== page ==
Hi! I’m a postdoctoral research fellow interested in changing biodiversity and how humans are impacting the world around us. I’ve had the opportunity to work with a lot of friendly, fascinating fellow scientists and to explore beautiful ecological systems. Most of my field work has focused on a long-term ecological experiment in southeastern Arizona, the Portal Project, measuring small mammals (e.g., kangaroo rats, pocket mice, and pack rats), plants (lots of thorns), and weather patterns. Also in southern Arizona, I worked with the Hummingbird Monitoring Network to collect data on migrating hummingbirds and flowering plants in the Patagonia and Chiricahua mountains. These days, I spend most of my time on a computer, analyzing global-span biodiversity data with a goal of understanding biodiversity baselines, characterizing trends in human impacted systems, and making better predictions for the future. For more specifics, check out my professional site. When I’m not doing science, I enjoy hiking, gardening, making music, and playing board games. I’m currently living in Wisconsin with my husband, wee toddler, dog and cat. We move to Ohio soon, where I’ll be tenure-track faculty in Data Analytics at Denison University.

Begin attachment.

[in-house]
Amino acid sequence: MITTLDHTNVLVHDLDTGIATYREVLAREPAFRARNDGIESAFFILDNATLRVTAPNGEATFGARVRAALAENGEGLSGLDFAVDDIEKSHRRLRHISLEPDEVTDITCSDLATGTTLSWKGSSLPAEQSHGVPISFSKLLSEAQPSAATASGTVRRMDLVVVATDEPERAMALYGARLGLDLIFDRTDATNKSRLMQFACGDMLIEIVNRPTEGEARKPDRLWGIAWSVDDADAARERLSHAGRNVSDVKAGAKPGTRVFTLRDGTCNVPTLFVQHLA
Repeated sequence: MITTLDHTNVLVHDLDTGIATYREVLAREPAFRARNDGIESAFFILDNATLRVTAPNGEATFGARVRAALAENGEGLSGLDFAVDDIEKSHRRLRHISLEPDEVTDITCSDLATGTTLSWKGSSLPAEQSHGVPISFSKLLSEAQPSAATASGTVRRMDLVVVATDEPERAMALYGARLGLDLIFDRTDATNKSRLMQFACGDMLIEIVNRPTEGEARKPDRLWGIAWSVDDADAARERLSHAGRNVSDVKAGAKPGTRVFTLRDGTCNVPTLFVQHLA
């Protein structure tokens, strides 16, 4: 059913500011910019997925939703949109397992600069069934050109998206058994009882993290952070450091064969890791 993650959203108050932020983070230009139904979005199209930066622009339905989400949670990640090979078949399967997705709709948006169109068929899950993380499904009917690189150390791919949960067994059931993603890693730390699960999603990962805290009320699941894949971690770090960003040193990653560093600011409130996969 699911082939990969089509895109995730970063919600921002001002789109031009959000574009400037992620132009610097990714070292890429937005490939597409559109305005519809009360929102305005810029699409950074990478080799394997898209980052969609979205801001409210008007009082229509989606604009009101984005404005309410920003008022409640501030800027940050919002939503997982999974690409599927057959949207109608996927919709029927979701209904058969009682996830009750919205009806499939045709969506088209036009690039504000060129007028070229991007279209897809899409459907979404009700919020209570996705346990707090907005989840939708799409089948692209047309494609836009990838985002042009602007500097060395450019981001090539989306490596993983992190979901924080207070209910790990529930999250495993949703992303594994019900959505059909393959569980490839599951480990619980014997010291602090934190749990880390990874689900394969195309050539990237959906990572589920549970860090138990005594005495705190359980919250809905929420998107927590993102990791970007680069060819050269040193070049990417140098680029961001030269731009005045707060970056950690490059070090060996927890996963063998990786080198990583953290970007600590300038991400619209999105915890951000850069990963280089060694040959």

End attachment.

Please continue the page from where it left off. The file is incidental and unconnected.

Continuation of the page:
This blog is to intended to act as “Supplementary Materials” to my work – extra information about my scientific workflow (like an open lab notebook), research that I have found interesting or important, computational tools, challenges of being an early career researcher, and my general thoughts on academic work and living life.

This material is based upon work supported by the National Science Foundation under Grant Number 1400911. Any opinions, findings, and conclusions or recommendations expressed in this material are those of the author and do not necessarily reflect the views of the National Science Foundation.